Whitland (Welsh: Hendy-gwyn) is a small market town in the county of Carmarthenshire, South West Wales. Whitland sits on the banks of the River Taf close to the border with the county of Pembrokeshire.
It derives its name from the abbey which once stood here and was known as Ty Gwyn (White House) for short. The abbey, which was older than the Cistercian abbey at nearby Talley, was dissolved by Henry VIII and its limestone used for village buildings.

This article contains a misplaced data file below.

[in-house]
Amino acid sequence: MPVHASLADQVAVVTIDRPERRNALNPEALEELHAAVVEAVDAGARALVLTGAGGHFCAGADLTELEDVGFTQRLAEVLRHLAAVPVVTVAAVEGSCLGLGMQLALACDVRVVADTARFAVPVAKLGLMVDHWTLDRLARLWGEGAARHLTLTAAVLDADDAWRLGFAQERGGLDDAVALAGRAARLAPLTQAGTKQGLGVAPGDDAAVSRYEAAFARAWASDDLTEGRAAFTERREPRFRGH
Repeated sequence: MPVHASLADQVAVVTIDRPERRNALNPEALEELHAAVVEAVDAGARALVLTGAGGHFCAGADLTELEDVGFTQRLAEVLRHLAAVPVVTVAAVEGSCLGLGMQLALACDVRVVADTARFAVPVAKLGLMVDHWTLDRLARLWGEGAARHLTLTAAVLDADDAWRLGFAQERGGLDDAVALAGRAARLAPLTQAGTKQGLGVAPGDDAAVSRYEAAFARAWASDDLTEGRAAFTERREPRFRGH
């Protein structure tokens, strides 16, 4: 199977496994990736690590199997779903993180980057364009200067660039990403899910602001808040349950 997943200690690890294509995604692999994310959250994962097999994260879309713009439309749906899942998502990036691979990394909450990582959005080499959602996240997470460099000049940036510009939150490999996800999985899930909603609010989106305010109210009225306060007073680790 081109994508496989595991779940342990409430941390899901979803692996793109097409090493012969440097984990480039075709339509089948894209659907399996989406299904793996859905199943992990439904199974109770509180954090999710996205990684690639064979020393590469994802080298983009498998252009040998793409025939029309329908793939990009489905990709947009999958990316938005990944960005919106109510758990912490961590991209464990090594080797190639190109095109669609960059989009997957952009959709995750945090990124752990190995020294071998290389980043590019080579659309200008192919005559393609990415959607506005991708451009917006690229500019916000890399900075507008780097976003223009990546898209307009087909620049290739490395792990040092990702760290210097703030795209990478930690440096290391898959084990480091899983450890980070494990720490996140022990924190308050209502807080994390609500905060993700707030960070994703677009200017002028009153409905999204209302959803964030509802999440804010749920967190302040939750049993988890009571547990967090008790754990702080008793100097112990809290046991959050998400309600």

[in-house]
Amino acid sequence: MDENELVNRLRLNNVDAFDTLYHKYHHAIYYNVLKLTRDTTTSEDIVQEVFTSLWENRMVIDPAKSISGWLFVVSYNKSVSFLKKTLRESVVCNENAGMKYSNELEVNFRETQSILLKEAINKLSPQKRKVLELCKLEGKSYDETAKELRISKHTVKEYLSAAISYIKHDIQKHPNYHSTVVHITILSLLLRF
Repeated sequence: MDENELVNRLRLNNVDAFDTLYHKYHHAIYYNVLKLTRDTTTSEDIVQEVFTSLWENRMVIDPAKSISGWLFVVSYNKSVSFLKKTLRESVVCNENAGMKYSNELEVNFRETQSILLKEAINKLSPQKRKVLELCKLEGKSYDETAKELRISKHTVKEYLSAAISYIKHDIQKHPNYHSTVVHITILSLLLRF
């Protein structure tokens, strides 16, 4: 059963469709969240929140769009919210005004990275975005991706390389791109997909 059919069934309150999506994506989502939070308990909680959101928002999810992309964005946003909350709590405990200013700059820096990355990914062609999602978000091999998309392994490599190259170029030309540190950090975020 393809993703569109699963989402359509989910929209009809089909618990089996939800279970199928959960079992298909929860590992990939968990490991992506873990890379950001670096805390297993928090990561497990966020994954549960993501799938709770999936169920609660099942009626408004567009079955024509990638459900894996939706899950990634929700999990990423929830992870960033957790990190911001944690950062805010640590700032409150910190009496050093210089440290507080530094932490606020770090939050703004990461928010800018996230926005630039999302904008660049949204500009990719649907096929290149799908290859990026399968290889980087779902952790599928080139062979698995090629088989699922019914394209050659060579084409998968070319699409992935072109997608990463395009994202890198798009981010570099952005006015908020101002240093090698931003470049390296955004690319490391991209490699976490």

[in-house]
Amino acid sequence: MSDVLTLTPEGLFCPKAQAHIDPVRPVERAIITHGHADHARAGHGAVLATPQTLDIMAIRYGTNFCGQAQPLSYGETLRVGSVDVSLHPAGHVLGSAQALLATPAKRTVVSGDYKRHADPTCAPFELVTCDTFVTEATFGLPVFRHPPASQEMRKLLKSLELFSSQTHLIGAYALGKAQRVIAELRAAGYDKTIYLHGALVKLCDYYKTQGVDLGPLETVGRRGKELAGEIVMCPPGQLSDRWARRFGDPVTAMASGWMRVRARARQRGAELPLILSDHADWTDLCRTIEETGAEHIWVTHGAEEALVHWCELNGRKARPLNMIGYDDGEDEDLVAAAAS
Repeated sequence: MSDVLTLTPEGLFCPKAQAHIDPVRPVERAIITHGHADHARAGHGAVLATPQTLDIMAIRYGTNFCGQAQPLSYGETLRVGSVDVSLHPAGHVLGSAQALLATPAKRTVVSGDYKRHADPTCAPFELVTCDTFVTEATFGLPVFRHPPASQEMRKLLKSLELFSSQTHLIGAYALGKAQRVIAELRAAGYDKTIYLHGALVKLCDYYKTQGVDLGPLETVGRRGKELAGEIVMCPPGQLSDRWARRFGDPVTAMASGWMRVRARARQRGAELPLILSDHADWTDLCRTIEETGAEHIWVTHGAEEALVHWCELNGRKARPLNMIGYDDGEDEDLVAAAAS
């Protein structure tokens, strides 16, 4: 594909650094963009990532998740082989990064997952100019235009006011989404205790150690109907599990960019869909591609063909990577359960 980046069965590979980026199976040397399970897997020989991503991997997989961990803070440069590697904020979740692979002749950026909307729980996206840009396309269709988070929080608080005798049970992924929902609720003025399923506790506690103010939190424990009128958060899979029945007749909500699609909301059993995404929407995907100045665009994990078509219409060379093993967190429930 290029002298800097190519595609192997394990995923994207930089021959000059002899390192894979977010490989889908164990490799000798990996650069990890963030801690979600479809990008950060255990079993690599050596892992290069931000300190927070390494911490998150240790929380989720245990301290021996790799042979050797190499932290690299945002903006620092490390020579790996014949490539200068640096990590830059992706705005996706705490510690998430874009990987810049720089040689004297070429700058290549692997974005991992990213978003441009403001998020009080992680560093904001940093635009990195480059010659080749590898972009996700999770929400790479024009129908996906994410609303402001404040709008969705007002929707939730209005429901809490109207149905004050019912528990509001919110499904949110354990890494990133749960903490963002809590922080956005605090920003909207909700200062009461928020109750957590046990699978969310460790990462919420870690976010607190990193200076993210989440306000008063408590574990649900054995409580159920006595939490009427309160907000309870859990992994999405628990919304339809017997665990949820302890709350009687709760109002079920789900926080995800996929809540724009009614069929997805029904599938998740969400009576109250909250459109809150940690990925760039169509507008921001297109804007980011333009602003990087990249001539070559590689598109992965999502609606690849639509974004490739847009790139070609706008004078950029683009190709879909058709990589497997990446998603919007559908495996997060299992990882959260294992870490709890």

Whitland's main claim to fame is its connection with the 10th Century prince Hywel Dda, Hywel the Good, King of all Wales. Hywel Dda summoned representatives from each commote in the kingdom to an assembly at “The White House on the Taf” for the purpose of codifying the laws of Wales. The Hywel Dda Centre in Whitland recalls and celebrates his achievements. The lovely garden and heritage centre is a tribute to the legal code that he devised and was effective until the Act of Union in 1536. Hywel Dda was the king who had the Welsh laws written down. Extracts from the Laws are carved on slate slabs in the Centre garden.